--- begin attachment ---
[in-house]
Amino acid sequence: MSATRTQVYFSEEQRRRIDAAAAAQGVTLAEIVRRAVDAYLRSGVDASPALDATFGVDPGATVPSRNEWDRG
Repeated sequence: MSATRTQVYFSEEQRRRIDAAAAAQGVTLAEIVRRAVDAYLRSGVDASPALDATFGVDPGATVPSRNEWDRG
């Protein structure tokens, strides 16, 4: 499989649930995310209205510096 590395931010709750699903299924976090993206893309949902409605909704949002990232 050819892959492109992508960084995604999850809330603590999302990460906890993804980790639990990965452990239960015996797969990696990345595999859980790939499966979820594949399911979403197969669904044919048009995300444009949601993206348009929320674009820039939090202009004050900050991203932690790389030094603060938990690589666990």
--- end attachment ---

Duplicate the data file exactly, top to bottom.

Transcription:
[in-house]
Amino acid sequence: MSATRTQVYFSEEQRRRIDAAAAAQGVTLAEIVRRAVDAYLRSGVDASPALDATFGVDPGATVPSRNEWDRG
Repeated sequence: MSATRTQVYFSEEQRRRIDAAAAAQGVTLAEIVRRAVDAYLRSGVDASPALDATFGVDPGATVPSRNEWDRG
């Protein structure tokens, strides 16, 4: 499989649930995310209205510096 590395931010709750699903299924976090993206893309949902409605909704949002990232 050819892959492109992508960084995604999850809330603590999302990460906890993804980790639990990965452990239960015996797969990696990345595999859980790939499966979820594949399911979403197969669904044919048009995300444009949601993206348009929320674009820039939090202009004050900050991203932690790389030094603060938990690589666990």